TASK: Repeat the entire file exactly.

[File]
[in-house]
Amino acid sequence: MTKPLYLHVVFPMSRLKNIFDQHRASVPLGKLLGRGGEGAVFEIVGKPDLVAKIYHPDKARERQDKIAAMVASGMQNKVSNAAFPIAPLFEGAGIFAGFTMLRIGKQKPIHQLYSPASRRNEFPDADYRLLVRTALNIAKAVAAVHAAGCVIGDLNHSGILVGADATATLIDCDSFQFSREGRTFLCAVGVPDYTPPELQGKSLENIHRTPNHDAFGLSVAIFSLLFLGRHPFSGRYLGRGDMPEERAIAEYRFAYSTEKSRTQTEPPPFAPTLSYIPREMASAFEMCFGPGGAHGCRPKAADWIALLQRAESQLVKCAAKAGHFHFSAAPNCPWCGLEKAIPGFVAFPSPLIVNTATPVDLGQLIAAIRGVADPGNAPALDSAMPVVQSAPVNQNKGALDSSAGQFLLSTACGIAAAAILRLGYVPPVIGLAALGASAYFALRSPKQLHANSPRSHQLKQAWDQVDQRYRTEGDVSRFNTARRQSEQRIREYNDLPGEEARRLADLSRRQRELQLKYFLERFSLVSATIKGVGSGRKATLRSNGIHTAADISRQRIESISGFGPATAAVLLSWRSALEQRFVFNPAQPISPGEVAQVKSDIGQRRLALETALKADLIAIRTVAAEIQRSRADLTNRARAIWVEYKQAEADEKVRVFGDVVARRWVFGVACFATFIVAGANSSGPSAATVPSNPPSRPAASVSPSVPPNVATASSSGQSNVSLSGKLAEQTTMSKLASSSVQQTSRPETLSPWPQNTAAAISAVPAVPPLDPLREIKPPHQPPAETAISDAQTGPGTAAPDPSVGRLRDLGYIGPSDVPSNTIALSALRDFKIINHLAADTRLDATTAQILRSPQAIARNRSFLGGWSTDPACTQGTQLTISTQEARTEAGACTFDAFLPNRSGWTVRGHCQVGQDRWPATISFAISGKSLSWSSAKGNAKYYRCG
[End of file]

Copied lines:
[in-house]
Amino acid sequence: MTKPLYLHVVFPMSRLKNIFDQHRASVPLGKLLGRGGEGAVFEIVGKPDLVAKIYHPDKARERQDKIAAMVASGMQNKVSNAAFPIAPLFEGAGIFAGFTMLRIGKQKPIHQLYSPASRRNEFPDADYRLLVRTALNIAKAVAAVHAAGCVIGDLNHSGILVGADATATLIDCDSFQFSREGRTFLCAVGVPDYTPPELQGKSLENIHRTPNHDAFGLSVAIFSLLFLGRHPFSGRYLGRGDMPEERAIAEYRFAYSTEKSRTQTEPPPFAPTLSYIPREMASAFEMCFGPGGAHGCRPKAADWIALLQRAESQLVKCAAKAGHFHFSAAPNCPWCGLEKAIPGFVAFPSPLIVNTATPVDLGQLIAAIRGVADPGNAPALDSAMPVVQSAPVNQNKGALDSSAGQFLLSTACGIAAAAILRLGYVPPVIGLAALGASAYFALRSPKQLHANSPRSHQLKQAWDQVDQRYRTEGDVSRFNTARRQSEQRIREYNDLPGEEARRLADLSRRQRELQLKYFLERFSLVSATIKGVGSGRKATLRSNGIHTAADISRQRIESISGFGPATAAVLLSWRSALEQRFVFNPAQPISPGEVAQVKSDIGQRRLALETALKADLIAIRTVAAEIQRSRADLTNRARAIWVEYKQAEADEKVRVFGDVVARRWVFGVACFATFIVAGANSSGPSAATVPSNPPSRPAASVSPSVPPNVATASSSGQSNVSLSGKLAEQTTMSKLASSSVQQTSRPETLSPWPQNTAAAISAVPAVPPLDPLREIKPPHQPPAETAISDAQTGPGTAAPDPSVGRLRDLGYIGPSDVPSNTIALSALRDFKIINHLAADTRLDATTAQILRSPQAIARNRSFLGGWSTDPACTQGTQLTISTQEARTEAGACTFDAFLPNRSGWTVRGHCQVGQDRWPATISFAISGKSLSWSSAKGNAKYYRCG